LIVE: The Furrow Collective – Howard Assembly Room, Leeds, 12/12/2021 1

LIVE: The Furrow Collective – Howard Assembly Room, Leeds, 12/12/2021

With such a huge public appetite for its fare, music has long been an integral feature of Christmas time. From what now seems to be as early as mid-November, Christmas songs are placed on heavy rotation on daytime radio; routinely piped through to us in the nation’s shopping malls; and populate an ever-increasing number of seasonal streaming service playlists.

The Howard Assembly Room is no different in that it also makes music a central part of its winter programme of events. The computer-animated Christmas musical fantasy film Polar Express and a very special celebration in music of the Winter Solstice are still yet to come in this year’s seasonal schedule, but given the HAR’s continuing emphasis upon diversity, inspiration and innovation please don’t be strolling up New Briggate in Leeds this week expecting to hear the strains of Mariah Carey’s ‘All I Want for Christmas Is You’ or Brenda Lee’s ‘Rockin’ Around the Christmas Tree’ blasting out from the doors of this fine Victorian building.

Tonight instead, with only 13 more windows left to open on the 2021 advent calendar, it is over to The Furrow Collective to reflect the festive period with what is described as “eerie story-songs and seasonal carols that revel in the strange and wonderful traditions of these isles.” And courtesy of what is a quite delightful performance, the quartet of Lucy Farrell (viola, guitar, voice), Rachel Newton (harp, voice), Emily Portman (banjo, concertina, voice) and Alasdair Roberts (guitars, voice) duly oblige on this prior promise

019 2 scaled

Stood in front of an impressive backdrop of Christmas trees, each one dripping in translucent silver decorations, the four musicians are clearly entering into the spirit of the occasion. They open with ‘Many’s The Night’s Rest’, taken from their second album, 2016’s Wild Hog, and with it immediately illustrate the effortless dexterity of their instrumental interaction and exquisite vocal harmonies.

The remainder of the first part of tonight’s show – neatly bisected by a short intermission – is given over to an impressive series of murder ballads (the grim tale of ‘Willie’s Fatal Visit’ , a version of which is taken from their fellow British folk luminary Martin Carthy); carols (‘Cherry-Tree Carol’, an exquisite interpretation taken from John Partridge of Gloucestershire); and spirituals (a stunning a cappella reading of the American folk legend Peggy Seeger’s  ‘Oh, Watch The Stars’).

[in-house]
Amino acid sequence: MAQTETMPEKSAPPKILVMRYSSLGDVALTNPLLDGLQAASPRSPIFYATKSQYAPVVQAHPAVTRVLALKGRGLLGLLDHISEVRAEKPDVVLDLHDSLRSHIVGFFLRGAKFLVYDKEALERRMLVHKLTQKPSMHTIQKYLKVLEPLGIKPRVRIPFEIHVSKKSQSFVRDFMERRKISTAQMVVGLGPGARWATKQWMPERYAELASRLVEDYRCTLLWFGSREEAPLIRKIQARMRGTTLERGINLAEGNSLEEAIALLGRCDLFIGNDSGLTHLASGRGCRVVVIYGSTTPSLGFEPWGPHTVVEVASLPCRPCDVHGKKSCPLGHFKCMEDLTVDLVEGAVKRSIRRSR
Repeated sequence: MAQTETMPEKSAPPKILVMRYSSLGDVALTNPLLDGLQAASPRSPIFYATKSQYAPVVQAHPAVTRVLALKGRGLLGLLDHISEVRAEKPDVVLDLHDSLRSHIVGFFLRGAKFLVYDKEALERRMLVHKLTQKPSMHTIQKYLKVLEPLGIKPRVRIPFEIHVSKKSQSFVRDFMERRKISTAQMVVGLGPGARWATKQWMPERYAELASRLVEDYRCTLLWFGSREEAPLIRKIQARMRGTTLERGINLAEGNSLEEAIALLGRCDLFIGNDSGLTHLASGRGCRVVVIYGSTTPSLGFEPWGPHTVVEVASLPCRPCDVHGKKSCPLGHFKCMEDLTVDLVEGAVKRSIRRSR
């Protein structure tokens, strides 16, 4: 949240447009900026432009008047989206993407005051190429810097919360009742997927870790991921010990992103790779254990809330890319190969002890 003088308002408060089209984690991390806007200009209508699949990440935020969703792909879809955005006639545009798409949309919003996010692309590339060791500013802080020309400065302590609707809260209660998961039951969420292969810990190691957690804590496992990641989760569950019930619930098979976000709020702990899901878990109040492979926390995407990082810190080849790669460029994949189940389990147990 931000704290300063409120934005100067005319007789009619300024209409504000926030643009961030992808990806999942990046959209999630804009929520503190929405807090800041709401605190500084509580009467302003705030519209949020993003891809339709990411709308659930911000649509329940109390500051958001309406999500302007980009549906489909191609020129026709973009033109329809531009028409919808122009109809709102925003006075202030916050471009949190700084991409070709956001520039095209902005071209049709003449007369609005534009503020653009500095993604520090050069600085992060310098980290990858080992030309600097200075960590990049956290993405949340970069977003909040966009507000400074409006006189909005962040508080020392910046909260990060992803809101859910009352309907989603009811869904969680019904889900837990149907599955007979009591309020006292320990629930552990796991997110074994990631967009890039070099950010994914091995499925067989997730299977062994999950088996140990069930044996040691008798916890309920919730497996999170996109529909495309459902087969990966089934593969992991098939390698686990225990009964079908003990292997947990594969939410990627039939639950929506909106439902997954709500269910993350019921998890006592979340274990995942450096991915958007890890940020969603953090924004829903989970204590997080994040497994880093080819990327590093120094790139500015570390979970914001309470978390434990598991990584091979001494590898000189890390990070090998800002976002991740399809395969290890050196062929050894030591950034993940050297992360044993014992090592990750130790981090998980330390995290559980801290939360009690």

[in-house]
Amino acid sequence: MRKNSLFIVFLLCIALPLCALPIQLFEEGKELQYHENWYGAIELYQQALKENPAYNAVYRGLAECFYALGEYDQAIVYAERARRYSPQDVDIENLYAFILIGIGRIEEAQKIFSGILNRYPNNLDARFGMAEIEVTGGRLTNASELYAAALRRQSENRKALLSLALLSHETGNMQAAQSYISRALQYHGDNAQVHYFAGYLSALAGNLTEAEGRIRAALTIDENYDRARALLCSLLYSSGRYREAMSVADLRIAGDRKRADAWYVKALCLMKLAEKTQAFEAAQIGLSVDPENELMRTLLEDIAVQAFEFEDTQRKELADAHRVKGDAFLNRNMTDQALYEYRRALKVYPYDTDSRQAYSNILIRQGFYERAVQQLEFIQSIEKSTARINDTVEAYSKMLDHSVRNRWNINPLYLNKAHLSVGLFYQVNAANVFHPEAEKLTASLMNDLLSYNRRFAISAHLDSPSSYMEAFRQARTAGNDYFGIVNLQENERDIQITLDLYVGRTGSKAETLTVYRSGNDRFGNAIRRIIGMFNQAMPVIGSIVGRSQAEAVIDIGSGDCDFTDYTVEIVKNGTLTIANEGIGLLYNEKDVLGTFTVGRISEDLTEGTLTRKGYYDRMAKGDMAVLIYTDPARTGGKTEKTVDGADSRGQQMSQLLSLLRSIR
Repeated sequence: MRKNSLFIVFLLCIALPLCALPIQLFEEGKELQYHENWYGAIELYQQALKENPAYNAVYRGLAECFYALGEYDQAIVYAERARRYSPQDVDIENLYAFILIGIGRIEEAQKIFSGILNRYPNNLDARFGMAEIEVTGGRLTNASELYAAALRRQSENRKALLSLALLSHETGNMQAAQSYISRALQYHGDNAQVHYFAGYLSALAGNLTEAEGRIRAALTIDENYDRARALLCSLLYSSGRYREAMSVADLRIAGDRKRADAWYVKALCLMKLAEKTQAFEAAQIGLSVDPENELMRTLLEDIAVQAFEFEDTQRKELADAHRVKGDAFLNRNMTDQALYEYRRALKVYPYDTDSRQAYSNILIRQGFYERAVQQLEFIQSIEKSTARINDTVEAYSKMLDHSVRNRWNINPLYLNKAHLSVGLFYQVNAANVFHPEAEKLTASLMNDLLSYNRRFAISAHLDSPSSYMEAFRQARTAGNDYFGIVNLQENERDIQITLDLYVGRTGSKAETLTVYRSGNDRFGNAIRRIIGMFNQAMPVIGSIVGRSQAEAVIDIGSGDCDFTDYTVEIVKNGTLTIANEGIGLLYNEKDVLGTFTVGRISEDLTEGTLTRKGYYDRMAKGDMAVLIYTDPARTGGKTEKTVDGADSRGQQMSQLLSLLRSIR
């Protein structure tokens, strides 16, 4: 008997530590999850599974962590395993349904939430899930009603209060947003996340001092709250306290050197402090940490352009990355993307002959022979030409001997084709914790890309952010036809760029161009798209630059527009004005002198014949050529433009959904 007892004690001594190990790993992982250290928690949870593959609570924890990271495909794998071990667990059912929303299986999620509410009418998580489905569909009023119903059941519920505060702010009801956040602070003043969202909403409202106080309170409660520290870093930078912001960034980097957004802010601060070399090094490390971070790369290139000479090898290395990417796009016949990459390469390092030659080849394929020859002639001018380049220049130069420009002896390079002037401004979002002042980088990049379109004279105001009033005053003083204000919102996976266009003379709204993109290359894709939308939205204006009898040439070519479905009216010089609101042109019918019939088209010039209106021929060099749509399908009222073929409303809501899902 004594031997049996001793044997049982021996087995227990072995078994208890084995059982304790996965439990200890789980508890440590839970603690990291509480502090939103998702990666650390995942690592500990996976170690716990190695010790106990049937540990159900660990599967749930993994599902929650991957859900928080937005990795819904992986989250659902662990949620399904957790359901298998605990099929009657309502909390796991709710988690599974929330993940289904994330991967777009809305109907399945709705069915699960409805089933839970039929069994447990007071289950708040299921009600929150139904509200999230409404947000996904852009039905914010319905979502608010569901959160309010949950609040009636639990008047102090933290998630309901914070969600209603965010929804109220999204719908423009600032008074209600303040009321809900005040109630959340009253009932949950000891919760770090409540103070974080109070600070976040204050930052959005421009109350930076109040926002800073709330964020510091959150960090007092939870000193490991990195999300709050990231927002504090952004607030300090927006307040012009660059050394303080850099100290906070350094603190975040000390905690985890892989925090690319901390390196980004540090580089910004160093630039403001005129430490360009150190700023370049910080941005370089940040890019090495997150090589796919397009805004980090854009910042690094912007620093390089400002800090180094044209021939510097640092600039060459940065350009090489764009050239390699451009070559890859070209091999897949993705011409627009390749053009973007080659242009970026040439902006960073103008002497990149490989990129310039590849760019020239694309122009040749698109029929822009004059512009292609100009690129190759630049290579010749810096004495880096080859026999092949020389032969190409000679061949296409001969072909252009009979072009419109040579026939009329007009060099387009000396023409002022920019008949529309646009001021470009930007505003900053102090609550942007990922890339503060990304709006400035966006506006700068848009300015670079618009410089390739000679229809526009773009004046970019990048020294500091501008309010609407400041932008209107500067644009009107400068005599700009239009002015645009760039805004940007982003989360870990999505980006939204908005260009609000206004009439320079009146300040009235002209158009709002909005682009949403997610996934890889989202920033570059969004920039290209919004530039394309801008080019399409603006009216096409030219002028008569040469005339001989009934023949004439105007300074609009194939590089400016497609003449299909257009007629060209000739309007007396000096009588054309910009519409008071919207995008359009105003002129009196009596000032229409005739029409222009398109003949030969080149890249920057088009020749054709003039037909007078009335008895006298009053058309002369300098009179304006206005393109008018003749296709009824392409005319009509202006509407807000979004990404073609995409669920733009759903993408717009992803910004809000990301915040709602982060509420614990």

After the break, The Furrow Collective reconvene with a note-perfect reading of the Kentucky singer Jean Ritchie’s ‘Dear Companion’ before going back to 2015 and their then EP Blow Out The Moon for the song ‘Lament To The Moon’. The quartet then firmly embrace the season of good will with three carols, the first of which is ‘The Lambskin Carol’.  Written by Maddy Taylor more than 30 years ago, this song emerged from the recent time The Furrow Collective spent at Halsway Manor in Somerset preparing material for this tour. It is also likley to appear on their forthcoming new album. They may well have been apart for some two years but on this evidence alone it seems that The Furrow Collective have never been away.

The Furrow Collective return for a richly deserved encore combining ‘Oh To Be in My Bed and Happit’ – an old ballad that Alasdair Roberts learnt years ago from the late Scots singer Anne Neilson – with a gentle lullaby written by Lucy Farrell. In this one single breath The Furrow Collective exhale an unerring ability to easily transport the great folk tradition to the present day. And given the time of year they also uphold the spirit of Christmas and a real semblance of normality in what are still quite clearly very troubled times.

Photos: Simon Godley

More photos from this show can be found HERE

Winter tour dates:

The Stoller Hall, Manchester                                  more info and tickets

Liverpool Philharmonic, Liverpool                        more info and tickets

Pontio Arts & Innovation Centre, Bangor             more info and tickets

​Pound Arts Centre, Corsham                                   more info and tickets

​Oxford OCM at Holywell Music Room, Oxford   more info and tickets

​The Hive, Shrewsbury                                              more info and tickets

​The Wanstead Tap, London                                    more info and tickets

​Café Oto, London                                                      more info and tickets

God is in the TV is an online music and culture fanzine founded in Cardiff by the editor Bill Cummings in 2003. GIITTV Bill has developed the site with the aid of a team of sub-editors and writers from across Britain, covering a wide range of music from unsigned and independent artists to major releases.